You Must Report Alimony Received as Income (But Many Don't)

Although alimony is income to the spouse who receives it and deductible by the spouse who pays, many fail to include it as income and IRS enforcement is weak.

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When a married couple gets a divorce, payments of alimony or separate maintenance made by one ex-spouse to the other under a divorce or separation decree are deductible by the paying spouse and taxable income to the receiving spouse. The net result should be no loss of income tax paid to the IRS because of the deduction.

The deduction for alimony paid is an especially valuable “above the line” deduction from gross income that is taken whether or not the paying spouse itemizes his or her personal deductions. The paying spouse reports the amount paid as a deduction on Line 31 (Alimony Paid) on Form 1040. The receiving spouse is supposed to list the total alimony received on Line 11 of Form 1040 and add it to all other taxable income for the year.

However, it appears that huge numbers of ex-spouses who are receiving alimony payments do not report them as income on their returns. The Treasury Inspector General for Tax Administration conducted an analysis of 567,887 2010 tax returns filed by paying spouses that claimed an alimony deduction. It found that there were 266,190 in which it "appears that individuals claimed alimony deductions for which the corresponding income was either not reported on a recipient's tax return or the amount of alimony income reported did not agree with the deduction taken." This resulted in over $2.3 billion in alimony deductions taken without an equal amount of alimony income being reported. The Treasury Inspector General for Tax Administration estimated this resulted in the loss of over $351 million in income taxes for the year. (Treasury Inspector General for Tax Administration (TIGTA) Report 2014-40-022, "Significant Discrepancies Exist Between Alimony Deductions Claimed by Payers and Income Reported by Recipients.")

To put it mildly, this result was a bit of a surprise. Spouses who pay alimony and claim the alimony deduction must include the Social Security number of the receiving spouse on their returns. If they fail to do so, they can be assessed a $50 penalty by the IRS. You would think that having the Social Security number for the spouse receiving the alimony payment should make it easy for the IRS to ensure that these alimony payments are properly reported each year.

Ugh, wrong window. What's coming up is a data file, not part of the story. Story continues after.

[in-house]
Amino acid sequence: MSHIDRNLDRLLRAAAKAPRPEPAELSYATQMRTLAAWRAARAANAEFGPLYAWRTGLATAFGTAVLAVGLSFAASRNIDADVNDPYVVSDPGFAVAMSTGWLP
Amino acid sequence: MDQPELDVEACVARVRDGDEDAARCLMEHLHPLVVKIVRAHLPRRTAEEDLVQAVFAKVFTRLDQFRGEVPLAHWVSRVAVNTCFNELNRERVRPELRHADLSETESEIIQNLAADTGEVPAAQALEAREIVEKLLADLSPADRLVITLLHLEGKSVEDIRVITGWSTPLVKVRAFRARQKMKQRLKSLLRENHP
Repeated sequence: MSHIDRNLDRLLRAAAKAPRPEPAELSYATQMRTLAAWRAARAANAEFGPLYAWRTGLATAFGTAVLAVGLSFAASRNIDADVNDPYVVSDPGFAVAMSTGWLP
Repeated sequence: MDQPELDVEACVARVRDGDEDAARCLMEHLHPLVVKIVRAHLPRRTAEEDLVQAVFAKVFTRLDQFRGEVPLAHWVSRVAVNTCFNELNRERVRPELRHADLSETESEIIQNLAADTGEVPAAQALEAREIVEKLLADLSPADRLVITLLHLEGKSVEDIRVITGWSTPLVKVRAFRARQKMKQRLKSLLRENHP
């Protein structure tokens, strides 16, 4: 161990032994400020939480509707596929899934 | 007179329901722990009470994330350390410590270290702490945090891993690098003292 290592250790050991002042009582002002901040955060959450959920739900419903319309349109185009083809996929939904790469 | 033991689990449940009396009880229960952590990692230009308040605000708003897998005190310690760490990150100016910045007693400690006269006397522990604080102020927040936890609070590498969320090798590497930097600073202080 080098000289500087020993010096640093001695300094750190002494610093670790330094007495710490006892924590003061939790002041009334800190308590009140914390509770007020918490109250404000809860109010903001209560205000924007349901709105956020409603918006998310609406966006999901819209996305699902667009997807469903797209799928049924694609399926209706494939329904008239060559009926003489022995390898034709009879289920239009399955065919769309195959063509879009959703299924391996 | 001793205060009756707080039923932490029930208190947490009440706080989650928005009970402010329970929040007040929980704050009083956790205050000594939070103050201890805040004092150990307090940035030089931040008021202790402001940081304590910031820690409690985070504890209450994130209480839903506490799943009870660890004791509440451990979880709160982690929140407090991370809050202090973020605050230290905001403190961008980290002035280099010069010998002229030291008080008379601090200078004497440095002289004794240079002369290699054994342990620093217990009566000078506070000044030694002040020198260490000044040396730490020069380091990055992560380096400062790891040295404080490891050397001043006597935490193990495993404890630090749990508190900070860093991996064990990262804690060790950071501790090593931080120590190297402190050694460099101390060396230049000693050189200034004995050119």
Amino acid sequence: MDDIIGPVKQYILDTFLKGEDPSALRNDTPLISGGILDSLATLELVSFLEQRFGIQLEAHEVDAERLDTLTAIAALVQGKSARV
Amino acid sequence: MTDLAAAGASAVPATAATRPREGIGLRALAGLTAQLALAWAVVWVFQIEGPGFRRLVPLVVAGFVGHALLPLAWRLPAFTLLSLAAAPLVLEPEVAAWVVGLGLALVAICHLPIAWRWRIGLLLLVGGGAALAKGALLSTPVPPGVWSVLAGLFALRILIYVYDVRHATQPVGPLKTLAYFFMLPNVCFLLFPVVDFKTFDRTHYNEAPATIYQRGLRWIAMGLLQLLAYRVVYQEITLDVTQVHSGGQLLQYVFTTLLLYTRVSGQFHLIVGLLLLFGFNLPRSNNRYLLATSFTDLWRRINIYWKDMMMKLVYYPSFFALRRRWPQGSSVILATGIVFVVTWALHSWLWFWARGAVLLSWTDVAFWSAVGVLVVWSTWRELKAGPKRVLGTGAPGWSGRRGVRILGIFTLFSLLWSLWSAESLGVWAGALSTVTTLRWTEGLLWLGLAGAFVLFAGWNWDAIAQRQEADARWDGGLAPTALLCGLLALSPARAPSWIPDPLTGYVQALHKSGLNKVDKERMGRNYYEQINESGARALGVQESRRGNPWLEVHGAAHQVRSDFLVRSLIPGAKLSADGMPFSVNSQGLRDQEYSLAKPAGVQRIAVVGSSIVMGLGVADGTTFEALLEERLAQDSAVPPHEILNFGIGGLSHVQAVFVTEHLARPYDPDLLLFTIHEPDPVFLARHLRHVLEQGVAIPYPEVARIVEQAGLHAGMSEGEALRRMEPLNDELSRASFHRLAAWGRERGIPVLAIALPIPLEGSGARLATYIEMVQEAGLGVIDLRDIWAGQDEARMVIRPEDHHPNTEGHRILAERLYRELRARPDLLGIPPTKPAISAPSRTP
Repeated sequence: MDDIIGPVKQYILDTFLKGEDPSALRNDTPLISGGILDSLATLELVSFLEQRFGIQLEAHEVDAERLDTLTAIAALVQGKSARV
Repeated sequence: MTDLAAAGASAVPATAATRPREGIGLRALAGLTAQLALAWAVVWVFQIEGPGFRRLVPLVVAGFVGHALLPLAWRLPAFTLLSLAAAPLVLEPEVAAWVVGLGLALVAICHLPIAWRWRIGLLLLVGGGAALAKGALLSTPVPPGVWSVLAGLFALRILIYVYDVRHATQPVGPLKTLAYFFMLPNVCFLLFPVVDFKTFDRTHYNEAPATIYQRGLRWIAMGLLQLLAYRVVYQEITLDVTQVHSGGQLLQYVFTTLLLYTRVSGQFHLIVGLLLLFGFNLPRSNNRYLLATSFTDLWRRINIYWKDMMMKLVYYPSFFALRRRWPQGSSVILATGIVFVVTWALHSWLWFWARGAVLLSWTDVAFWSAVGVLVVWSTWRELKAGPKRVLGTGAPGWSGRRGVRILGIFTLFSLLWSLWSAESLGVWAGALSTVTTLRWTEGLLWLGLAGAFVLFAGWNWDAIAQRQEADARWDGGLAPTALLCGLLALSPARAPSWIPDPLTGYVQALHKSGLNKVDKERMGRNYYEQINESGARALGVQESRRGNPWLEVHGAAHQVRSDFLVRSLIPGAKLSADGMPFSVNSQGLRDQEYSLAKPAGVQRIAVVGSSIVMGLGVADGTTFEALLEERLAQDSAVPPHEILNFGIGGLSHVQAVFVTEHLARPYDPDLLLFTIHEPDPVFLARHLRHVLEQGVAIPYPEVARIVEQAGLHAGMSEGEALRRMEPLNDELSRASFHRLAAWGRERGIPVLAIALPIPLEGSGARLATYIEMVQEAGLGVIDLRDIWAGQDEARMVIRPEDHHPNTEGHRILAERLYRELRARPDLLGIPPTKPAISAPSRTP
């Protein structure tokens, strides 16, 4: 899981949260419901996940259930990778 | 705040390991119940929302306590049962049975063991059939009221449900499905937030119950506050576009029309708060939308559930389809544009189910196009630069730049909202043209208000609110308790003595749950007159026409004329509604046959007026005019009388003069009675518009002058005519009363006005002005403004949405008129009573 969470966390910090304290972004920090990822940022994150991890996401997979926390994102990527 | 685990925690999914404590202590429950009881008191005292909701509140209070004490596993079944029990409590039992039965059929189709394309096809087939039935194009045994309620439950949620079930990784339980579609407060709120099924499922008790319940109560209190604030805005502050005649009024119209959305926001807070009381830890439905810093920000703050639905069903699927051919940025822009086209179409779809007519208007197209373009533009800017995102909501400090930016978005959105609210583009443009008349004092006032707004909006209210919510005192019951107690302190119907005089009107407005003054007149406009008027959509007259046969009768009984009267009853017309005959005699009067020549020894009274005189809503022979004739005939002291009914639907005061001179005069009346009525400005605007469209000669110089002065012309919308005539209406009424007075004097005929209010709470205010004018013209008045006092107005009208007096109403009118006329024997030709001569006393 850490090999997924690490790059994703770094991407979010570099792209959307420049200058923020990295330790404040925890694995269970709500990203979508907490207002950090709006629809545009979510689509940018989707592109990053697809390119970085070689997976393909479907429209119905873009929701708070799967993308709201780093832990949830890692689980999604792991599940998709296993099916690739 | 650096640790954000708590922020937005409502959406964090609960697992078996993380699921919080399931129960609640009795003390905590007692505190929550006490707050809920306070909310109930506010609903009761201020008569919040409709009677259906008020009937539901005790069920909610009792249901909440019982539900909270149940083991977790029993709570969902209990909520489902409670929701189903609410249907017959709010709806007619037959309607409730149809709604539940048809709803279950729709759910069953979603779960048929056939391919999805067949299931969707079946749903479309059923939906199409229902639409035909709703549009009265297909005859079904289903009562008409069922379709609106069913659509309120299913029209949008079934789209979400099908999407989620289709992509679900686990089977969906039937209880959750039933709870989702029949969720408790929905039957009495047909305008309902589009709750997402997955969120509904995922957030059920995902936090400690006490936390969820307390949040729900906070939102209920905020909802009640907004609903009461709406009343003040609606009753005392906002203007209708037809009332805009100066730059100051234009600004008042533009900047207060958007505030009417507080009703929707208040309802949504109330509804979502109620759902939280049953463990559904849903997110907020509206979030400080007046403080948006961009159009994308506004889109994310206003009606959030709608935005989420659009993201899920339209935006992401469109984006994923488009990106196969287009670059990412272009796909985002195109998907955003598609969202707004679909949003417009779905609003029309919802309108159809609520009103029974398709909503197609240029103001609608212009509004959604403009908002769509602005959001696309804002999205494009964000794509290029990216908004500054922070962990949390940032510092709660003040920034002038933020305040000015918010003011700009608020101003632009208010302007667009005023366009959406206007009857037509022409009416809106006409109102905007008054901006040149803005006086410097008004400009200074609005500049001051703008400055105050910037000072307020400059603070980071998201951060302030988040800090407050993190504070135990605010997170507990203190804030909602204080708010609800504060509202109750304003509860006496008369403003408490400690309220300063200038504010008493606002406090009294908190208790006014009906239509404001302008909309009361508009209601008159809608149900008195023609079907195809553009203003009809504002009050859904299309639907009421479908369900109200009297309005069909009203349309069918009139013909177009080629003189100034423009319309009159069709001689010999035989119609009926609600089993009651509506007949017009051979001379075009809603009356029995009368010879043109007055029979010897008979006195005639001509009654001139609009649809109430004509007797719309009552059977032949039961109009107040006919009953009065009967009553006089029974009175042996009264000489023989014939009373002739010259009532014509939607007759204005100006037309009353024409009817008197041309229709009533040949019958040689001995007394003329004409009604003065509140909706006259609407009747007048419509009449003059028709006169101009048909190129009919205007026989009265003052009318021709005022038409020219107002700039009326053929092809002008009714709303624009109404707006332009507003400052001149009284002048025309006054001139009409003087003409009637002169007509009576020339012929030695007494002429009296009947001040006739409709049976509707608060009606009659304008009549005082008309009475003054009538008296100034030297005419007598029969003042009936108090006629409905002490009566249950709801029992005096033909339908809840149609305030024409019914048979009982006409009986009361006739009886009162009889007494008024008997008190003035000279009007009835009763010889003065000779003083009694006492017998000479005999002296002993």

You’d might think that, but you’d be wrong. Despite all the computer power and manpower at its disposal, the IRS seems to be a bit of a helpless giant in this regard.

Each year after tax returns are processed, IRS computers match the returns filed by paying spouses claiming alimony deductions with those filed by the receiving spouses. However, the IRS selects for review only those returns in which the alimony deduction claimed is above a certain dollar amount; (for obvious reasons, the exact amount is not disclosed by the IRS). This meant that 77,722 of the 2010 returns containing discrepancies weren't even considered for audit by the IRS. Even if the amount of the alimony deduction was above the dollar amount, the chances of the payor and/or receiving spouse actually getting audited are low. Due to a lack of resources, the IRS selected for audit only 10,870 of the remaining 188,468 returns.

The Treasury Inspector General for Tax Administration has suggested that the IRS revise some of its procedures to prevent this embarrassing state of affairs from continuing. Among other things, this could include sending written notices alerting paying and receiving spouses that IRS computers have spotted potential errors regarding the reporting of alimony payments. The IRS has also promised to step up enforcement of the requirement that paying spouses include receiving spouses’ Social Security numbers on their returns.

 

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